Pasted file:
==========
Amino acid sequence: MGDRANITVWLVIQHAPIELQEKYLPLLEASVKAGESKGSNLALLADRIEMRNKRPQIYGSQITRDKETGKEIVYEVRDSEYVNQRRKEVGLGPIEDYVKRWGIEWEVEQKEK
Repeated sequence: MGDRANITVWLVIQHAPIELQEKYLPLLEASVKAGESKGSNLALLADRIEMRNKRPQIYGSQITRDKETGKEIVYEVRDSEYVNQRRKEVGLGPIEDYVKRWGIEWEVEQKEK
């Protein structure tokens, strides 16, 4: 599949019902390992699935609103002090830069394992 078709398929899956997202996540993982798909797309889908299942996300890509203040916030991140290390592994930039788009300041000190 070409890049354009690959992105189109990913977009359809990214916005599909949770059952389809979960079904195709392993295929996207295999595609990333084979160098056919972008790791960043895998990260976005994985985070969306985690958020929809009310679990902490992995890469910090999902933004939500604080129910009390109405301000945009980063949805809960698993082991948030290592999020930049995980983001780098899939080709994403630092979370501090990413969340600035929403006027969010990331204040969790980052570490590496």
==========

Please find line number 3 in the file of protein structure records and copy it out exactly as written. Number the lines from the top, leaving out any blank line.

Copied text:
């Protein structure tokens, strides 16, 4: 599949019902390992699935609103002090830069394992 078709398929899956997202996540993982798909797309889908299942996300890509203040916030991140290390592994930039788009300041000190 070409890049354009690959992105189109990913977009359809990214916005599909949770059952389809979960079904195709392993295929996207295999595609990333084979160098056919972008790791960043895998990260976005994985985070969306985690958020929809009310679990902490992995890469910090999902933004939500604080129910009390109405301000945009980063949805809960698993082991948030290592999020930049995980983001780098899939080709994403630092979370501090990413969340600035929403006027969010990331204040969790980052570490590496």